# Decoding AutoIT XOR Encryption Obfuscation

Recently, I started looking at an AutoIt sample that contained some heavy obfuscation. After I ran the compiled binary through Exe2Aut, I was able to review the underlying script and I saw a lot of this stuff:

### Starting with this small snippet of code:

$poe($ergsduf(hsbduoekdcbl("327A3636344134413631343334413441303A303034403437353034473437344131313130
303030413032303035323536353030303041303230303734343B353035363537343334413633344134413444343130303041
3032303034363535344435303436303030413032303031323030304130323030343635353444353034363030304130323630
343B344734333530353B364134373447303A3036363B363737433737303B3032304030323630343B344734333530353B3641
34373447303A3036364436443732303B3041303230303436353534443530343630303041303230303132353A313131323132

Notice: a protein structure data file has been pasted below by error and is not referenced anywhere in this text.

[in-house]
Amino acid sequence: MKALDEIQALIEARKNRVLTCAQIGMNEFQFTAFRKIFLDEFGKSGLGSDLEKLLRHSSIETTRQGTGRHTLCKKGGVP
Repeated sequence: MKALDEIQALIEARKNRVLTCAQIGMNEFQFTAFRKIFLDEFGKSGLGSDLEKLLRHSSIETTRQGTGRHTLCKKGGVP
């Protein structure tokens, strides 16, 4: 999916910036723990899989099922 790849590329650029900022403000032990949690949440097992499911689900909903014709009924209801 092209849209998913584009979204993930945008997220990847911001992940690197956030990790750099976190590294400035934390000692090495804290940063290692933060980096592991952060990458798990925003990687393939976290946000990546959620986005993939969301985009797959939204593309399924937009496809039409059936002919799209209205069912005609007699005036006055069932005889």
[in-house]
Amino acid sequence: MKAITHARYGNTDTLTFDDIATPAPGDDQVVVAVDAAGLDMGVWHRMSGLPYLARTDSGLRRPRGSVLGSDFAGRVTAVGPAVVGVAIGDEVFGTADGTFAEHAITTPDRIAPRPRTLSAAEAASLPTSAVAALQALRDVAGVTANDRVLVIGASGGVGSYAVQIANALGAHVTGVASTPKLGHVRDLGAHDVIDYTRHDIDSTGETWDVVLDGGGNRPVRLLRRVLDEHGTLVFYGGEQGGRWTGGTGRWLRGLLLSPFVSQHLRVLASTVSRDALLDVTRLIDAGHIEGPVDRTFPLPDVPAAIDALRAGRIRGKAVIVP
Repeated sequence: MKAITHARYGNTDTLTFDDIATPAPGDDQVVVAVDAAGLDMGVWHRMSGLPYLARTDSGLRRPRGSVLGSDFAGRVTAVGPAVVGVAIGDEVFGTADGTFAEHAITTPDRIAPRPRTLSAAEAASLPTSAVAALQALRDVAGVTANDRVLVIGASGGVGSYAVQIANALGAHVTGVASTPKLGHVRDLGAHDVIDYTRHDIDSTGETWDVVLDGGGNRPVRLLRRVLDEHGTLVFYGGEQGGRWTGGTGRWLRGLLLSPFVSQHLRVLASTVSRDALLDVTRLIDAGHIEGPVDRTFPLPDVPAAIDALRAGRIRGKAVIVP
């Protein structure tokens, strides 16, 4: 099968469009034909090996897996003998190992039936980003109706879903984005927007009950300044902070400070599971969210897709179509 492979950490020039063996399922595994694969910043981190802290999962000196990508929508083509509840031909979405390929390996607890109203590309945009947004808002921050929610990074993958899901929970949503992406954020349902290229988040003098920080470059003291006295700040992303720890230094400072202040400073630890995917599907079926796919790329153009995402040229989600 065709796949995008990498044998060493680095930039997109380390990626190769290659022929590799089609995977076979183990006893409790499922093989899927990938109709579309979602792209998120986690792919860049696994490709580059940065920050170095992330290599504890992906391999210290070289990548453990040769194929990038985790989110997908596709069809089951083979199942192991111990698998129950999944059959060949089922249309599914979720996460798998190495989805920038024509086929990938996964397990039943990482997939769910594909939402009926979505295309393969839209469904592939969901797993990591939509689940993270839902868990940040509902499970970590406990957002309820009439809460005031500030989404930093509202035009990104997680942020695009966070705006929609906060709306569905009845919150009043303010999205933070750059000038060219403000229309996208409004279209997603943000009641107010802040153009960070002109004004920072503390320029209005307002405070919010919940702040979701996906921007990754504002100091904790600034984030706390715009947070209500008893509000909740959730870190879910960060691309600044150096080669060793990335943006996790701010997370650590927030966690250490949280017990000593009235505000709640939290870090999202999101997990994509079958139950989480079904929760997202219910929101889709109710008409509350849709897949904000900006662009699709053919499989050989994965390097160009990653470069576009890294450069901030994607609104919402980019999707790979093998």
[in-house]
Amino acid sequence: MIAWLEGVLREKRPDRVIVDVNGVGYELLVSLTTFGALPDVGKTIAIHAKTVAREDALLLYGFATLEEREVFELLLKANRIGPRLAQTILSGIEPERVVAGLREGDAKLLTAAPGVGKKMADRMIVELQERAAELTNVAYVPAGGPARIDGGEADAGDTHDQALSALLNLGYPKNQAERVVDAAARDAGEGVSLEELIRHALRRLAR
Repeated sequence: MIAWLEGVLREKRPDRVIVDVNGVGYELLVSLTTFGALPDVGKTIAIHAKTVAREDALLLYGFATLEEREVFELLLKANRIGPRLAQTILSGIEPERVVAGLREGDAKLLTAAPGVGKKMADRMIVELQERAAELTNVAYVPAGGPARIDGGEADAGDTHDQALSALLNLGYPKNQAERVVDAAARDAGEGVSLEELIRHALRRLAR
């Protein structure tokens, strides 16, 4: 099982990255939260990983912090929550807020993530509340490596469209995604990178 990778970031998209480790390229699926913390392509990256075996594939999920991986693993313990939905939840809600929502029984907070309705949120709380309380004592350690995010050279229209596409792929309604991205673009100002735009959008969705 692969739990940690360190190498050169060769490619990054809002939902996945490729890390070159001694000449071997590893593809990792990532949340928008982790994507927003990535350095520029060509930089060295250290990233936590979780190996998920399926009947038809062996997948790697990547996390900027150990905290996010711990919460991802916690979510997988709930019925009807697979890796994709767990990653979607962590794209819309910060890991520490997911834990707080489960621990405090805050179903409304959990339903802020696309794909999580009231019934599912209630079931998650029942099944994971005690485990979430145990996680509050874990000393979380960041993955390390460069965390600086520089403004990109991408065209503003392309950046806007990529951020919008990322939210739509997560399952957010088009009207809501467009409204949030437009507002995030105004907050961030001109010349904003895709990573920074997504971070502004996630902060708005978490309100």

313230303041303230303436353534443530343630303041303230303132353A313631323030303B37403030313230303746
", "2")))


### This is an example of obfuscation/encryption used in AutoIt malware.

Starting from the inside out:

The “hsbduoekdcbl” function is used to XOR. The following is a hex string that is XORed with the pro
vide key of “2”

327A3636344134413631343334413441303A3030344034373530344734373441313131303030304130323030353235363530
30303041303230303734343B3530353635373433344136333441344134443431303030413032303034363535344435303436
303030413032303031323030304130323030343635353444353034363030304130323630343B344734333530353B36413437
3447303A3036363B363737433737303B3032304030323630343B344734333530353B364134373447303A3036364436443732
303B3041303230303436353534443530343630303041303230303132353A3131313231323132303030413032303034363535
34443530343630303041303230303132353A313631323030303B37403030313230303746


### XORing again it reveals the following string:

0x446C6C43616C6C28226B65726E656C3332222C2022707472222C20225669727475616C416C6C6F63222C202264776F7264
222C202230222C202264776F7264222C2042696E6172794C656E282449455A5529202B2042696E6172794C656E28244F4F50
292C202264776F7264222C2022307833303030222C202264776F7264222C20223078343022295B2230225D